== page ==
Gen. David McKiernan, commander of U.S. and NATO forces in Afghanistan, predicted on February 18 that the additional 17,000 U.S. troops scheduled to be sent to Afghanistan will remain there for three to five years. "This is not a temporary force uplift," said McKiernan at a Pentagon news conference. "It will need to be sustained for some period of time, for the next three to four to five years."
President Barack Obama decided February 16 to send an additional 17,000 U.S. soldiers to Afghanistan, as part of his campaign promise to increase U.S. presence in that troubled nation. The decision comes days after a sobering U.S. intelligence assessment authored by retired Admiral Dennis Blair concluded that "corruption has exceeded culturally tolerable levels and is eroding the legitimacy of the government.”
The government of Pakistan announced on February 16 that it had agreed to accept a system of strict Islamic law, or sharia, in the Malakand region of Pakistan's North West Frontier Province (NWFP), which includes the Swat Valley, as well as a suspension of military operations in the area. The agreement effectively abandons parts of Pakistan to the Taliban insurgents, creating a sanctuary from which they can further threaten supply lines supporting the NATO military operation in neighboring Afghanistan. Taliban insurgents have also used the area as a base from which to launch attacks against U.S. and NATO forces in Afghanistan.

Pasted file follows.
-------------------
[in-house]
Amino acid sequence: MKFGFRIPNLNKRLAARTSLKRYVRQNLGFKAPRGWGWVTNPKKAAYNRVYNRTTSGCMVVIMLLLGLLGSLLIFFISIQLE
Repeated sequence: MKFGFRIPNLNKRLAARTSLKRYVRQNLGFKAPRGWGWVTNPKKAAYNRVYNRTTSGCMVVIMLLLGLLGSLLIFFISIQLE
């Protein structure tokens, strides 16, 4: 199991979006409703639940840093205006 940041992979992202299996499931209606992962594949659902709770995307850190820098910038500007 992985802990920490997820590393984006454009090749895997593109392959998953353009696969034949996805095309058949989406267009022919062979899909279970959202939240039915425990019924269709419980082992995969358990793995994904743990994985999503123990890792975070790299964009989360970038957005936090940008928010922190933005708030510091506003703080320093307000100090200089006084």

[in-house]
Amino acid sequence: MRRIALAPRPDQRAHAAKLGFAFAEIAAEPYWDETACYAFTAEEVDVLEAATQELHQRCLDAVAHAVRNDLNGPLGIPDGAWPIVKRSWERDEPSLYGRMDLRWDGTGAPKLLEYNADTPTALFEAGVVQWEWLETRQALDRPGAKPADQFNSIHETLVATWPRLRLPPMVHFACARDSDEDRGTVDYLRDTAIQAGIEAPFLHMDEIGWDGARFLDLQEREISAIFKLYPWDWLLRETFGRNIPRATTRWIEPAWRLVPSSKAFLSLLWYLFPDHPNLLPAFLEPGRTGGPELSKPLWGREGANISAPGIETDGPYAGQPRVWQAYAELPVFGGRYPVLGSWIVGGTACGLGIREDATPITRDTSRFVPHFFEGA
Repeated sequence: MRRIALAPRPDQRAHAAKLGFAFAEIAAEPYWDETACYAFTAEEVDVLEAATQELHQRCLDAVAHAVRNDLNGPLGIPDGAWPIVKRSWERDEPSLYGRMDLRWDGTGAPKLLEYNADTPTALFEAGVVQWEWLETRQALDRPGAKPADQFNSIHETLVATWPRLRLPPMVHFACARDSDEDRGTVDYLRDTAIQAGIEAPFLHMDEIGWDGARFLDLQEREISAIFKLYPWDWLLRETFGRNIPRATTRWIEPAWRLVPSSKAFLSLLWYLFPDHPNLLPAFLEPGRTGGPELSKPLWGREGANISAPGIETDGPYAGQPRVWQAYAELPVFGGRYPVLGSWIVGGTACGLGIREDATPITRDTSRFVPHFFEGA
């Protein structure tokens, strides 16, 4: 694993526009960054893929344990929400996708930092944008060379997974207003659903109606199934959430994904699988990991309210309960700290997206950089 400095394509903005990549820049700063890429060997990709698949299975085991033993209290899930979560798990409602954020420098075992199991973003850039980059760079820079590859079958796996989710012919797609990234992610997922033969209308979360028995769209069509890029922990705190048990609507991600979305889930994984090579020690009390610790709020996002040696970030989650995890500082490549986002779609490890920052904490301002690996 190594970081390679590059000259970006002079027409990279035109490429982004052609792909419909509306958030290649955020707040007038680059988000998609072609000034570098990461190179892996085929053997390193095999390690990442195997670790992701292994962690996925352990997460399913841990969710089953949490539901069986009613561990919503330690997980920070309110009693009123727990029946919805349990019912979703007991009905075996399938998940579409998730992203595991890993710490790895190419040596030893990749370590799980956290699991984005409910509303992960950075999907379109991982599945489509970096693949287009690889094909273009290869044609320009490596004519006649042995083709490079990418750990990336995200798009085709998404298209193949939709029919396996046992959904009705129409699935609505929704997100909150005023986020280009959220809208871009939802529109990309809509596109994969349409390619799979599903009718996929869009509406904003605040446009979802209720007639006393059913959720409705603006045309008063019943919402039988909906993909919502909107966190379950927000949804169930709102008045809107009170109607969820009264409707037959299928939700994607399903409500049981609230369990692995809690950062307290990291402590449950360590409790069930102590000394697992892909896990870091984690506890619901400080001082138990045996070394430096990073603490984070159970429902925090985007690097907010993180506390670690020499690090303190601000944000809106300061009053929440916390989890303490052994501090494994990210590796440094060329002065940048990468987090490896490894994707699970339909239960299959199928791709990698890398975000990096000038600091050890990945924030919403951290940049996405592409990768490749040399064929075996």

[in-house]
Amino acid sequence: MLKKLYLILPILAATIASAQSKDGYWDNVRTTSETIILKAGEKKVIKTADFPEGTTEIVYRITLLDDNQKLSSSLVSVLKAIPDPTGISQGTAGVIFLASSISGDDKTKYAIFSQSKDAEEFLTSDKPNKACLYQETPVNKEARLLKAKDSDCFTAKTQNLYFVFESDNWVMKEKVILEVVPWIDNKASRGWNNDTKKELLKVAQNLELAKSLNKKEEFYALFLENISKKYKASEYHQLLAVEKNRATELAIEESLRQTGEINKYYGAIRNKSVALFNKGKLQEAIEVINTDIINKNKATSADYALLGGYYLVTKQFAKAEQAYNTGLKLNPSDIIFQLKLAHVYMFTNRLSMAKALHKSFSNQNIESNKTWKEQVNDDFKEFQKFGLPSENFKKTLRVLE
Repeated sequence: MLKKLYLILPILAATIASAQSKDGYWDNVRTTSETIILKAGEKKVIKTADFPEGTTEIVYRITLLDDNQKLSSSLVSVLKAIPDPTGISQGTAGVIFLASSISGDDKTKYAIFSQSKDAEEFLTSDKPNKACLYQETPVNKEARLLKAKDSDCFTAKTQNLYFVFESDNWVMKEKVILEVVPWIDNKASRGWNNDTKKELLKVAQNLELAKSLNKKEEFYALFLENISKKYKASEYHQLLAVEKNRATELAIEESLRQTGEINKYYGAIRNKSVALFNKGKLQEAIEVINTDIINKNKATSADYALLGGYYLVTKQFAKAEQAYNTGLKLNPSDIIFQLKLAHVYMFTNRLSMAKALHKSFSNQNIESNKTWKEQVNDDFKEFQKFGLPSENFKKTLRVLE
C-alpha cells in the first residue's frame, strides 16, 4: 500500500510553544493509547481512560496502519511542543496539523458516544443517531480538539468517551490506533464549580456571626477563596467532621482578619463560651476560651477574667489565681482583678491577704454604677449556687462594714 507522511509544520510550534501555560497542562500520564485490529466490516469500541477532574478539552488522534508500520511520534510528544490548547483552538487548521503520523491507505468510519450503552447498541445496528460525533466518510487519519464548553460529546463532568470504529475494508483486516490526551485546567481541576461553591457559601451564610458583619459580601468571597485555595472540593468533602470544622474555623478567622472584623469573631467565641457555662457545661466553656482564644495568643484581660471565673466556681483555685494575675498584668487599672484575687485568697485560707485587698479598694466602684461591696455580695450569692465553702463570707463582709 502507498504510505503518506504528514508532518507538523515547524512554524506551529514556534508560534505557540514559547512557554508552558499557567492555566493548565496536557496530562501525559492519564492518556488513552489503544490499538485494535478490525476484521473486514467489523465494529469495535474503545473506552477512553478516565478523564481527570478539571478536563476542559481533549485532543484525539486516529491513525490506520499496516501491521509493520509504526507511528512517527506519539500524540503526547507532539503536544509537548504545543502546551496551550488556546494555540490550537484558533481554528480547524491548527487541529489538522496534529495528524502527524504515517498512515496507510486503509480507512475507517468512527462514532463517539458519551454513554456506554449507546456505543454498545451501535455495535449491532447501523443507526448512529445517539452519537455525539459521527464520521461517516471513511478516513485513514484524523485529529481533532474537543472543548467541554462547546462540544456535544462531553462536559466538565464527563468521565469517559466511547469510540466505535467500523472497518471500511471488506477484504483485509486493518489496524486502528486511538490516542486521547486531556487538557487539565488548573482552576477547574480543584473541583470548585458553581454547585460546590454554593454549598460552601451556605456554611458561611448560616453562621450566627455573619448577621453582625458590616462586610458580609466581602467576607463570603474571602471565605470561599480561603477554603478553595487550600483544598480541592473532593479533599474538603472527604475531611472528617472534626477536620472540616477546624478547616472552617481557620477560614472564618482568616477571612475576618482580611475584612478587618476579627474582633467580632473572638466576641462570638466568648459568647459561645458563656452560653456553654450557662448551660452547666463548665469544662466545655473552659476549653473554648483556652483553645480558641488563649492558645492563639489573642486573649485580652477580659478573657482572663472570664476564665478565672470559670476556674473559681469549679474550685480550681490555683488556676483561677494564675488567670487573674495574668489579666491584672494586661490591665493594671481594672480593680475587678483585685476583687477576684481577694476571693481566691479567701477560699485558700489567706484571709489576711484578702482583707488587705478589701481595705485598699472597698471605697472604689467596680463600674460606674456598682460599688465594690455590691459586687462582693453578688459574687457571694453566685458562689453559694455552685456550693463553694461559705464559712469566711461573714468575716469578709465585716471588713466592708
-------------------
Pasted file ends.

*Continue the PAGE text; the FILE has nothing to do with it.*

As Iran celebrated the 30th anniversary of the Khomeini Revolution and the American hostage crisis, U.S. President Barack Obama and Iranian President Mahmoud Ahmadinejad were both talking about talking — with each other. Ahmadinejad, on February 10, said his country "is ready to hold talks, but talks in a fair atmosphere with mutual respect." He made the remarks at a rally to celebrate the 30th anniversary of Iran's 1979 Islamic revolution, when members of the PLO-trained Revolutionary Guards took over the U.S. embassy and held the embassy personnel hostage for 444 days.
Less than two weeks after Iraq’s provincial elections, the government of Iraqi Prime Minister Nuri al-Maliki welcomed a large high-level delegation from Iran. Iran’s Foreign Minister Manouchehr Mottaki led the delegation, which visited Baghdad on February 11 and included representatives from the Central Bank and oil, trade, and energy ministries. Mottaki met with his Iraqi counterpart, Hoshyar Zebari, as well as Prime Minister al-Maliki and President Jalal Talabani.